Friday Film: Vindicating the West Memphis Three
On January 12, HBO will broadcast “Paradise Lost 3: Purgatory.” For filmmakers Joe Berlinger and Bruce Sinofsky, this marks the end of an 18-year, three-movie odyssey that resulted in the freeing from prison of three apparently innocent young men.
In June 1993, high school students Damien Echols, Jason Baldwin and Jessie Misskelley — known as the West Memphis Three — were accused of the brutal murders and mutilations of three 8-year-old boys, supposedly as part of a satanic ceremony.
The day after their arrests, Sheila Nevins, president of HBO Documentary Films, sent Berlinger and Sinofsky a clipping about the detentions from The New York Times and asked them to fly out to West Memphis, Ark., to do some investigating for a potential documentary.
“The great irony of this is that we thought we were making a film about guilty teenagers,” Berlinger said. “We thought this was going to be an American version of the Bulger case.” (The February before the West Memphis Three murders, 2-year-old Jamie Bulger was abducted, tortured and murdered by two 10-year-old boys.)
Almost immediately after the pair’s arrival, Sinofsky began to have his suspicions. “We were given enough information to indicate [the case] wasn’t all it was supposed to be,” he said.
Most notably, the three prisoners seemed too small to have committed the acts they were accused of. Moreover, there was no blood splatter where the bodies were discovered, which should have raised doubts — but didn’t — about where the murders took place.
But the West Memphis Three were handy suspects. They were different. They listened to heavy metal music and wore Goth clothing. One had a below-average IQ.
Of course, it can be dangerous in the South to go against conventional wisdom. “There were threats,” Sinofsky said. “We were followed, especially at night; we don’t know by who.”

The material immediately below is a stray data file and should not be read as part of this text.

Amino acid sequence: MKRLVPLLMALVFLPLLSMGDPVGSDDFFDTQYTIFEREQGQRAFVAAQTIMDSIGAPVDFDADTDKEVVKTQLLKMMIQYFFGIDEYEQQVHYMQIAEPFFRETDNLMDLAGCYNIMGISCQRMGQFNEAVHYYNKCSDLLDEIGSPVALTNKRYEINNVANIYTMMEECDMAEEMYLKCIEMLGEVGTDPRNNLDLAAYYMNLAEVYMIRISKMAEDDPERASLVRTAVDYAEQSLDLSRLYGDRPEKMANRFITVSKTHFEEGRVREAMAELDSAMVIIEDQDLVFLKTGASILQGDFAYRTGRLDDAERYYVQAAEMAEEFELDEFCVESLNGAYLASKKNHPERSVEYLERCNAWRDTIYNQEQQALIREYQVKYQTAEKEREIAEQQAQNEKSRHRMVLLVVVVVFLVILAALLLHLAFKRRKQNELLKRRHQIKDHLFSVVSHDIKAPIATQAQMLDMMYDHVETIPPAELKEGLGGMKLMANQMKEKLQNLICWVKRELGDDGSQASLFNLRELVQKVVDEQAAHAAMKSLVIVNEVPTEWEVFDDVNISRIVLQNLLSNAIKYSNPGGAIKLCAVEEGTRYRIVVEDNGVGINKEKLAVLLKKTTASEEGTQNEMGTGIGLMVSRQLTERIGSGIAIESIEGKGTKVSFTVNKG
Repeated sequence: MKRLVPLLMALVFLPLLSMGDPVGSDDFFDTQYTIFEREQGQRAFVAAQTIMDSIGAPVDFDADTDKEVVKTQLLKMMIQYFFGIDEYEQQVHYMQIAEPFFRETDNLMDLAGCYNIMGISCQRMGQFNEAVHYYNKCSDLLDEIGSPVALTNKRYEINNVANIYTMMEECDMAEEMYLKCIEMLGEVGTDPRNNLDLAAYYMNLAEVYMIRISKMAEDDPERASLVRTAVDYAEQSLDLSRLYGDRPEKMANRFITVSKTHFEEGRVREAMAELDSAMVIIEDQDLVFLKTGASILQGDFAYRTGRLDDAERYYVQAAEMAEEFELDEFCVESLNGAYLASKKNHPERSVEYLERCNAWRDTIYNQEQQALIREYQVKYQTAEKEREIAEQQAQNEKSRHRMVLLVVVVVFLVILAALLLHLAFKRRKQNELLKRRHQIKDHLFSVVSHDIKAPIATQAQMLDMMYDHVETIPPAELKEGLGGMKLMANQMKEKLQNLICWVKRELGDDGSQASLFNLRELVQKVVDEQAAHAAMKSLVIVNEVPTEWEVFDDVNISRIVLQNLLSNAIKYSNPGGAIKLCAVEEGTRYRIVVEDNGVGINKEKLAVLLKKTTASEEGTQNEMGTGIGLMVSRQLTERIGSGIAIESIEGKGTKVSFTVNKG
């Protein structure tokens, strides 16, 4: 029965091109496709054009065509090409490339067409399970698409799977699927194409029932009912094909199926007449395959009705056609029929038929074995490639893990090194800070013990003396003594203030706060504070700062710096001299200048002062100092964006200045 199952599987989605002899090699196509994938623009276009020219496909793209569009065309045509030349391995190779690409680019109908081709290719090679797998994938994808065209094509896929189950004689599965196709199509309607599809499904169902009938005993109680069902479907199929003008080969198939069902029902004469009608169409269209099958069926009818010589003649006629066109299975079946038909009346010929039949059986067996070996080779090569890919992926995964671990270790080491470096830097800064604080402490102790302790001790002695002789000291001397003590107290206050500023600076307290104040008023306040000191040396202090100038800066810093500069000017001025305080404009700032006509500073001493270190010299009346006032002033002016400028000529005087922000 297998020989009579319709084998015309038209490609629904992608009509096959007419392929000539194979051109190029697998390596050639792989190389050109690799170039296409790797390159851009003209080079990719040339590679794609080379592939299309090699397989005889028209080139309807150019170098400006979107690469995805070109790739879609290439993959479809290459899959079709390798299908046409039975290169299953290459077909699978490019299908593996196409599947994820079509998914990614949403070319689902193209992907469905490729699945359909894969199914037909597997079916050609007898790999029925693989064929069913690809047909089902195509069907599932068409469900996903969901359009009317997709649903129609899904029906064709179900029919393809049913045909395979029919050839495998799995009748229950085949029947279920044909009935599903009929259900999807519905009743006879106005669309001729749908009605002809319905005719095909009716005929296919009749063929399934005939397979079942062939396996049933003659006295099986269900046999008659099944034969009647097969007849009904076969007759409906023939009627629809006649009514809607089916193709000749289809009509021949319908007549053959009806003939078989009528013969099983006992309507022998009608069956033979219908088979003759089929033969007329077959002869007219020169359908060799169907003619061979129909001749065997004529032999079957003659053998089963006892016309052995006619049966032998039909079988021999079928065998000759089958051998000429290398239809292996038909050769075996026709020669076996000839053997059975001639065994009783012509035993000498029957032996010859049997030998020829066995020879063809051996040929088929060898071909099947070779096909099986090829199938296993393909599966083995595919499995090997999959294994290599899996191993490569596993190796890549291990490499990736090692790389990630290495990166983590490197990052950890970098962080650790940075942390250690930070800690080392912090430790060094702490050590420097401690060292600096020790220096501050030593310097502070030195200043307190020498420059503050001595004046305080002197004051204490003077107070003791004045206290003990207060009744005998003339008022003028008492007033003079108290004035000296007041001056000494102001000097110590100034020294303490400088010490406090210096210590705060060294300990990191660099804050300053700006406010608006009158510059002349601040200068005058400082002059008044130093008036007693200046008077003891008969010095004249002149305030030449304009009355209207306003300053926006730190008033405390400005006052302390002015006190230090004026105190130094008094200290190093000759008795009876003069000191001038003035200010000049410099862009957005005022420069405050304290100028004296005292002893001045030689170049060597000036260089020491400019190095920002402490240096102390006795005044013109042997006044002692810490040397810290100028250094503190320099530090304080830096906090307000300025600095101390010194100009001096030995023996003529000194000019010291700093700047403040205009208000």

The three boys were eventually convicted: Two were sentenced to life in prison without the possibility of parole; one to death.
Three years later, in 1996, “Paradise Lost: The Child Murders at Robin Hood Hills” came out to critical acclaim. “We thought it was going to blow the lid off the case,” Berlinger recalled. “However, it never migrated from the entertainment page to the front page.”
The filmmakers felt compelled to help. So, with the support of Nevins and HBO, they returned to West Memphis to make a second film. “The first film was storytelling, the second was advocacy,” Berlinger said. That advocacy was something instilled in both filmmakers from a young age.
Berlinger was raised a in a Reform Jewish household in Chappaqua, N.Y. “I grew up with a keen sense of social justice. I was obsessed with the Holocaust. It actually led me to become a German major in college, to help me understand how such an event could happen. That, more than anything else, shaped me as a filmmaker who wants to give a voice to the disenfranchised.”
Sinofsky’s father was the executive director of the Boston chapter of Jewish Big Brothers, a not-for-profit for children and adults with disabilities. “My father was a counselor for prisoners, including Albert DeSalvo [the so-called Boston Strangler], and he always told us how important it was — a mitzvah — to help people,” Sinofsky said.
The pair’s follow-up film, 2000’s “Paradise Lost 2: Revelations,” mainly covered the flawed judicial process, in which the same judge who presided over the trial handled — and denied — all the appeals.
“Revelations” spurred such celebrities as Johnny Depp and Dixie Chicks’ singer Natalie Maines to speak up in support of the boys. But the real change in attitude began when regular folks — including the father of one of the victims — began to have doubts about the boys’ guilt.
By this time, additional DNA evidence had become available, and the state’s Supreme Court ordered an evidentiary hearing.
Before that could happen, the state caved. It agreed to free the boys if they accepted a rare Alford plea, proclaiming their innocence but pleading guilty. Though the plea meant the boys could not sue for wrongful imprisonment, it guaranteed their immediate releases (something a new trial would not have ensured).
“Paradise Lost 3: Purgatory,” which documents the boys’ long-awaited release, premiered at the New York and Toronto film festivals. But for Berlinger and Sinofsky, the outcome is bittersweet.
“I don’t blame them for taking [the plea],” Berlinger said. “But I am deeply troubled that the State of Arkansas did not have the courage to exonerate them because they did not want to be sued.”
Watch the trailer for ‘Paradise Lost 3: Purgatory’: